​​ Vale completes its first sale of iron ore using blockchain technology with Nanjing Iron & Steel

9/2/2020

Vale completes its first sale of iron ore using blockchain technology with Nanjing Iron & Steel

Vale completed this Thursday its first sale of iron ore using blockchain technology with Nanjing Iron & Steel Group International Trade Co., Ltd., a subsidiary of Nanjing Iron and Steel Co., Ltd. (NISCO) for a cargo of 176,000 tons of Brazilian Blend Fines (BRBF) from Teluk Rubiah Maritime Terminal, in Malaysia, to China. This transaction is aligned with Vale’s strategy of becoming a more innovative and customer-centred company through greater integration with clients and partnering for the development of new solutions.

It is an important milestone towards the digitalisation of the sales and trade process, bringing innovation to the traditional paper-intensive trade transactions and offering a better service to the clients as well as predictability in the steel value chain.

The Letter of Credit (LC) was issued through Contour blockchain platform whilst the shipping documents and the electronic Bill of Lading were handled via essDOCS’ CargoDocs solution - with all actions carried out through a single, interfaced platform consolidated in Contour. The transaction also had the support from DBS Bank Ltd and Standard Chartered Bank Malaysia Berhad.

The integrated transaction enabled end-to-end security and transparency with real time visibility of the documentation to all stakeholders, drastically reducing the amount of emails and paperwork exchanged among the parties and providing enhanced user experience through access to a single solution to execute the trade.

 
  • LC draft negotiation​​​
  • No SWIFT, L/C confirmed in the platform​
  • Enhance LC data management​​
  • Real time transparency​
  • Data is Centralized and Secure​​
  • Reduce email exchanges
  • Amendments tracked and agreed by all Parties​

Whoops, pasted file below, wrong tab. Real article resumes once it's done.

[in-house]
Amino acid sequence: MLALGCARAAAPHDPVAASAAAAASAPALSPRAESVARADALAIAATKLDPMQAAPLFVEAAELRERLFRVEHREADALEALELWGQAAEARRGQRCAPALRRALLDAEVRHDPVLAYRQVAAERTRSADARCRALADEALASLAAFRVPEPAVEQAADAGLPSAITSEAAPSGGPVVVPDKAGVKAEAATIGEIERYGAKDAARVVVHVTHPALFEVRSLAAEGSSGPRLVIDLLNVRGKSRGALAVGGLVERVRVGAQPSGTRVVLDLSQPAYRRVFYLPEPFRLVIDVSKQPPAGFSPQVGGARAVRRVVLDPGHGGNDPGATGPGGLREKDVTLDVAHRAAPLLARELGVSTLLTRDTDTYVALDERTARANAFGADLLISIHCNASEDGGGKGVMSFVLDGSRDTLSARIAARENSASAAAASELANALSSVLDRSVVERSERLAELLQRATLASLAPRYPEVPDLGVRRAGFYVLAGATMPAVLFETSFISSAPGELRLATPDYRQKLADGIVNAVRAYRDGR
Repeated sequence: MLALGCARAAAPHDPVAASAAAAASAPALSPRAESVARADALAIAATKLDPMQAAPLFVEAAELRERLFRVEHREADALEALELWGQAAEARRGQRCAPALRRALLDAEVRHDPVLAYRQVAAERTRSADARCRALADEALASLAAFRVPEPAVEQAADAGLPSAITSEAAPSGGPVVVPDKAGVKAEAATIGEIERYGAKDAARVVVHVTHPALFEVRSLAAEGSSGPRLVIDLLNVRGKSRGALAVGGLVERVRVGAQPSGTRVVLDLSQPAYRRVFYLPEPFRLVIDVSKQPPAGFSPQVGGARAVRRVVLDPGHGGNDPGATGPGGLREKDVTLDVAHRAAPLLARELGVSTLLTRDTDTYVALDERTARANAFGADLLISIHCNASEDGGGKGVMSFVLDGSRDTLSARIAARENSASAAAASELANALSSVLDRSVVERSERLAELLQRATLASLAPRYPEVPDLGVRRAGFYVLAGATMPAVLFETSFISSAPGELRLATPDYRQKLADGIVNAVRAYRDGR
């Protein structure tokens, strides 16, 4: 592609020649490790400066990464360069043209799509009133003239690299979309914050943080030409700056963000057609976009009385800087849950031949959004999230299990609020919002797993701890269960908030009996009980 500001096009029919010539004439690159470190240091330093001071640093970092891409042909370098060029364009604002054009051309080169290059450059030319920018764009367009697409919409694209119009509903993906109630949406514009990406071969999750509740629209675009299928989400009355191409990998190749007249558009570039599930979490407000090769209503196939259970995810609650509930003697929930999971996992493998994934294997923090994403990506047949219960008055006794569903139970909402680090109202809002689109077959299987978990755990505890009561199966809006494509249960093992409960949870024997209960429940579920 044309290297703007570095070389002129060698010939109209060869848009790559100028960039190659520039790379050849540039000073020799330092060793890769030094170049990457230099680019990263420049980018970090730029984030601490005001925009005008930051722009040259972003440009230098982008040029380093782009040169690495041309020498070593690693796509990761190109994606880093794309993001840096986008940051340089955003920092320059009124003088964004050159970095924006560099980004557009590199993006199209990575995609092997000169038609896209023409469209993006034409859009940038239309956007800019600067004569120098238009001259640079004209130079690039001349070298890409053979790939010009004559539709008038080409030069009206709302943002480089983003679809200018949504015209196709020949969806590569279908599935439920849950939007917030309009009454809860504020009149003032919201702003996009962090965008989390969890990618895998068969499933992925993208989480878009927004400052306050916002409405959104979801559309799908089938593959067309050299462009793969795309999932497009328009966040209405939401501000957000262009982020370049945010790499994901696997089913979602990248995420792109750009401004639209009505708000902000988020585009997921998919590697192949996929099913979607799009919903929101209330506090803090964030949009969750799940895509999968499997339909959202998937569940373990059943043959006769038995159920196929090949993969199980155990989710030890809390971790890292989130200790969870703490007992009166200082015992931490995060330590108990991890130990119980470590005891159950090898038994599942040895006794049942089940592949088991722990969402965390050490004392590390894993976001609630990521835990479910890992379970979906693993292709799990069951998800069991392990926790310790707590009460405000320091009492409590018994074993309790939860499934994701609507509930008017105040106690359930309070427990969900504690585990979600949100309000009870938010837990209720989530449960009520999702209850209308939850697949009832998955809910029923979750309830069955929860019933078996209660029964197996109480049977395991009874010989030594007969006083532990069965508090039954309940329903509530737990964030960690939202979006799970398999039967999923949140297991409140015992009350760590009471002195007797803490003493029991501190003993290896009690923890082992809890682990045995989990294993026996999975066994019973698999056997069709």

• Electronic Documents​​
*L/C – Letter of Credit, irrevocable financial instrument utilized to finance the purchase of goods​

What is blockchain and how it works

At its core, the blockchain is an accounting software. It´s just a way to track the movement of value from point A to point B. But what sets it apart from old fashioned accounting is that there is no need of a central third party to audit the transaction and assure that everything is in the right place. A blockchain is called a blockchain because the transactions are settled in batches called blocks. All the information in the previous block of transactions is smashed down into a tiny data, called the “hash”, there is then stored in the next block linking the batches together into a chain.

But how do we know that the value has left one location to other location? How do we know that the value wasn’t sent to different locations at the same time? To ensure an object has value, it´s supply must be controlled. With blockchain this is achieved throught an audit process called mining. Anyone with a computer and an internet conection can participate in this audit process by downloading a code that lets users run what is called a “node” that seize all the transactions on the blockchain. This specialized node expands computing power to analize the blockchain and ensure its accurate. This nodes compete against each other to solve the problem and in exchange for their work they have the chance to be rewarded with the value.

To move cryptocurrency on a blockchain, you have to have what is called “private key”. To receive money, all you need to o is share the public key and wait for the fund to role in. Every time a block of transactions is settled the funds are moved to the new location. This process takes only a few minutes.

Source: Video with Forbes specialist Michael Del Castillo

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Vale completes its first sale of iron ore using blockchain technology with Nanjing Iron & Steel